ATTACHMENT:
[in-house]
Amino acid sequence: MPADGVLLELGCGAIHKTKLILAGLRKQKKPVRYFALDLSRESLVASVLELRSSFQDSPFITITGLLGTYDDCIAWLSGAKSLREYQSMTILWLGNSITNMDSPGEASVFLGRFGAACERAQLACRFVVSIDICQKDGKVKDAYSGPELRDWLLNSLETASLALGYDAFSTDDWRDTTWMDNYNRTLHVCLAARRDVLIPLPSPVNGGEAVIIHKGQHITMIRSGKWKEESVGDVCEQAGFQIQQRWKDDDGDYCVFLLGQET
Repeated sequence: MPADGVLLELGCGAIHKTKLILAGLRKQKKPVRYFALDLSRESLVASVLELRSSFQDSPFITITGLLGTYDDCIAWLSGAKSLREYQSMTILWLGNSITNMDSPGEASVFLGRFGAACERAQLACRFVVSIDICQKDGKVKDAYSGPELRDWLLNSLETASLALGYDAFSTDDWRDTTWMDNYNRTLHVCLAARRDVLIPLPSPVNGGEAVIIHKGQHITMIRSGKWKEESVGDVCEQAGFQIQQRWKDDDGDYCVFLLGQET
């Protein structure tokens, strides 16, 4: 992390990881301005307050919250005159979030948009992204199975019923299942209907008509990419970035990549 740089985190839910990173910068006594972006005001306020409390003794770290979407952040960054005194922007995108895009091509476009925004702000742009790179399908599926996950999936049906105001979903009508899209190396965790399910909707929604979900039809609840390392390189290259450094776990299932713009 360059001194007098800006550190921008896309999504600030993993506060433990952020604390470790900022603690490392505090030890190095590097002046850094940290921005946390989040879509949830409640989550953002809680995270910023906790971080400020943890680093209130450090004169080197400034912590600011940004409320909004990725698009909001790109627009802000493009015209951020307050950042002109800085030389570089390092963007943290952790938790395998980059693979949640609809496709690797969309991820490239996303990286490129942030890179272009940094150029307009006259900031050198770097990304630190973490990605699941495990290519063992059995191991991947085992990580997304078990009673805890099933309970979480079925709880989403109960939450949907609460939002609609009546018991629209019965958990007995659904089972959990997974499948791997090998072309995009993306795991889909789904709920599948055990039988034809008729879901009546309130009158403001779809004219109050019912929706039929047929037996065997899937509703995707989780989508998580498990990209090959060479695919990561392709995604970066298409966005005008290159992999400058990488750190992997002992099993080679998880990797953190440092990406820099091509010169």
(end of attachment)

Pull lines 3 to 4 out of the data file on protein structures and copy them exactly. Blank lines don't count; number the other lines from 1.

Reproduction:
Repeated sequence: MPADGVLLELGCGAIHKTKLILAGLRKQKKPVRYFALDLSRESLVASVLELRSSFQDSPFITITGLLGTYDDCIAWLSGAKSLREYQSMTILWLGNSITNMDSPGEASVFLGRFGAACERAQLACRFVVSIDICQKDGKVKDAYSGPELRDWLLNSLETASLALGYDAFSTDDWRDTTWMDNYNRTLHVCLAARRDVLIPLPSPVNGGEAVIIHKGQHITMIRSGKWKEESVGDVCEQAGFQIQQRWKDDDGDYCVFLLGQET
């Protein structure tokens, strides 16, 4: 992390990881301005307050919250005159979030948009992204199975019923299942209907008509990419970035990549 740089985190839910990173910068006594972006005001306020409390003794770290979407952040960054005194922007995108895009091509476009925004702000742009790179399908599926996950999936049906105001979903009508899209190396965790399910909707929604979900039809609840390392390189290259450094776990299932713009 360059001194007098800006550190921008896309999504600030993993506060433990952020604390470790900022603690490392505090030890190095590097002046850094940290921005946390989040879509949830409640989550953002809680995270910023906790971080400020943890680093209130450090004169080197400034912590600011940004409320909004990725698009909001790109627009802000493009015209951020307050950042002109800085030389570089390092963007943290952790938790395998980059693979949640609809496709690797969309991820490239996303990286490129942030890179272009940094150029307009006259900031050198770097990304630190973490990605699941495990290519063992059995191991991947085992990580997304078990009673805890099933309970979480079925709880989403109960939450949907609460939002609609009546018991629209019965958990007995659904089972959990997974499948791997090998072309995009993306795991889909789904709920599948055990039988034809008729879901009546309130009158403001779809004219109050019912929706039929047929037996065997899937509703995707989780989508998580498990990209090959060479695919990561392709995604970066298409966005005008290159992999400058990488750190992997002992099993080679998880990797953190440092990406820099091509010169």